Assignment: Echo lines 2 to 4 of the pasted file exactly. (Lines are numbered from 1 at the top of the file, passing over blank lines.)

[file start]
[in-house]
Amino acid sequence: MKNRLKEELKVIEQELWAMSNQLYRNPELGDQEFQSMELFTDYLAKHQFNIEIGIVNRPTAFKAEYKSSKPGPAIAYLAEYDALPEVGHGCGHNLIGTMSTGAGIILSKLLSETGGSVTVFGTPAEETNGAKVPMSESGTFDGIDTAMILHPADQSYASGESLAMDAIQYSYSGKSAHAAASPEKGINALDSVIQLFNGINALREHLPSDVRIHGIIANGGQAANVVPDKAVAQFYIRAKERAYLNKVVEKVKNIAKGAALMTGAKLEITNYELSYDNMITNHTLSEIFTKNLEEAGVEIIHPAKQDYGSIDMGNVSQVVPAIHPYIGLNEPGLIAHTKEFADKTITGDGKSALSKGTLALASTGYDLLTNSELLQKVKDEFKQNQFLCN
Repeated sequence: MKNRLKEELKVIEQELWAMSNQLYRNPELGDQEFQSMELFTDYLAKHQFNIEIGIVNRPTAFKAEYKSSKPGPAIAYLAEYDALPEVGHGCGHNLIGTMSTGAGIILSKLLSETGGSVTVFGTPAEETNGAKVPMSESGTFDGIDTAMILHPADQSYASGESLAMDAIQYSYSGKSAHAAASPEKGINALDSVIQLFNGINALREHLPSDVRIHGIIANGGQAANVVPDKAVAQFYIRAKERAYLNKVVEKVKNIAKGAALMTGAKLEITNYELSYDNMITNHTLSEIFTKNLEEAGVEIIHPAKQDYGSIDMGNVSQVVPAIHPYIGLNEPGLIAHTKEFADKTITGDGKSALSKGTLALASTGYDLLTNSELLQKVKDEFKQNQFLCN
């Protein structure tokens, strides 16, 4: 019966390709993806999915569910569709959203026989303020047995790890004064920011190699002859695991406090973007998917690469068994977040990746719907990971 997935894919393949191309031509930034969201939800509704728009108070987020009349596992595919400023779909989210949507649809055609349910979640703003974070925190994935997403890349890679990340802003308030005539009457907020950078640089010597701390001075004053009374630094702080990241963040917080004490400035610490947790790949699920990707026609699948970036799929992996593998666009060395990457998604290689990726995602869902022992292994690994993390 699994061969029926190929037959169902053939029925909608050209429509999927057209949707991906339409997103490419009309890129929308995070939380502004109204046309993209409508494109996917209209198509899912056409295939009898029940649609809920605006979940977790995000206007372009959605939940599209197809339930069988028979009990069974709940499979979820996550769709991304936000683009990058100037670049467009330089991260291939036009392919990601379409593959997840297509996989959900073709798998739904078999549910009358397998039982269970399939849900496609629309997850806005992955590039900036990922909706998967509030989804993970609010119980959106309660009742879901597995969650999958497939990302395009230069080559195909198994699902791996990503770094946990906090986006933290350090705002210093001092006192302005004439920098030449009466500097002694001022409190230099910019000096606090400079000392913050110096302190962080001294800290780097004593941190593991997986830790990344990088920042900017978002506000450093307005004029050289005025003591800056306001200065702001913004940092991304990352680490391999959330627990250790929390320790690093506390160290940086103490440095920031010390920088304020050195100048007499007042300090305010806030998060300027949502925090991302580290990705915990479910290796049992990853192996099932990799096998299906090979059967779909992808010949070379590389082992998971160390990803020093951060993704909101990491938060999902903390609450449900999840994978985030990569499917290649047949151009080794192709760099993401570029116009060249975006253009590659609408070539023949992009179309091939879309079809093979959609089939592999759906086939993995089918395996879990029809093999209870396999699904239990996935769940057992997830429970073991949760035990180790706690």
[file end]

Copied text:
Amino acid sequence: MKNRLKEELKVIEQELWAMSNQLYRNPELGDQEFQSMELFTDYLAKHQFNIEIGIVNRPTAFKAEYKSSKPGPAIAYLAEYDALPEVGHGCGHNLIGTMSTGAGIILSKLLSETGGSVTVFGTPAEETNGAKVPMSESGTFDGIDTAMILHPADQSYASGESLAMDAIQYSYSGKSAHAAASPEKGINALDSVIQLFNGINALREHLPSDVRIHGIIANGGQAANVVPDKAVAQFYIRAKERAYLNKVVEKVKNIAKGAALMTGAKLEITNYELSYDNMITNHTLSEIFTKNLEEAGVEIIHPAKQDYGSIDMGNVSQVVPAIHPYIGLNEPGLIAHTKEFADKTITGDGKSALSKGTLALASTGYDLLTNSELLQKVKDEFKQNQFLCN
Repeated sequence: MKNRLKEELKVIEQELWAMSNQLYRNPELGDQEFQSMELFTDYLAKHQFNIEIGIVNRPTAFKAEYKSSKPGPAIAYLAEYDALPEVGHGCGHNLIGTMSTGAGIILSKLLSETGGSVTVFGTPAEETNGAKVPMSESGTFDGIDTAMILHPADQSYASGESLAMDAIQYSYSGKSAHAAASPEKGINALDSVIQLFNGINALREHLPSDVRIHGIIANGGQAANVVPDKAVAQFYIRAKERAYLNKVVEKVKNIAKGAALMTGAKLEITNYELSYDNMITNHTLSEIFTKNLEEAGVEIIHPAKQDYGSIDMGNVSQVVPAIHPYIGLNEPGLIAHTKEFADKTITGDGKSALSKGTLALASTGYDLLTNSELLQKVKDEFKQNQFLCN
């Protein structure tokens, strides 16, 4: 019966390709993806999915569910569709959203026989303020047995790890004064920011190699002859695991406090973007998917690469068994977040990746719907990971 997935894919393949191309031509930034969201939800509704728009108070987020009349596992595919400023779909989210949507649809055609349910979640703003974070925190994935997403890349890679990340802003308030005539009457907020950078640089010597701390001075004053009374630094702080990241963040917080004490400035610490947790790949699920990707026609699948970036799929992996593998666009060395990457998604290689990726995602869902022992292994690994993390 699994061969029926190929037959169902053939029925909608050209429509999927057209949707991906339409997103490419009309890129929308995070939380502004109204046309993209409508494109996917209209198509899912056409295939009898029940649609809920605006979940977790995000206007372009959605939940599209197809339930069988028979009990069974709940499979979820996550769709991304936000683009990058100037670049467009330089991260291939036009392919990601379409593959997840297509996989959900073709798998739904078999549910009358397998039982269970399939849900496609629309997850806005992955590039900036990922909706998967509030989804993970609010119980959106309660009742879901597995969650999958497939990302395009230069080559195909198994699902791996990503770094946990906090986006933290350090705002210093001092006192302005004439920098030449009466500097002694001022409190230099910019000096606090400079000392913050110096302190962080001294800290780097004593941190593991997986830790990344990088920042900017978002506000450093307005004029050289005025003591800056306001200065702001913004940092991304990352680490391999959330627990250790929390320790690093506390160290940086103490440095920031010390920088304020050195100048007499007042300090305010806030998060300027949502925090991302580290990705915990479910290796049992990853192996099932990799096998299906090979059967779909992808010949070379590389082992998971160390990803020093951060993704909101990491938060999902903390609450449900999840994978985030990569499917290649047949151009080794192709760099993401570029116009060249975006253009590659609408070539023949992009179309091939879309079809093979959609089939592999759906086939993995089918395996879990029809093999209870396999699904239990996935769940057992997830429970073991949760035990180790706690």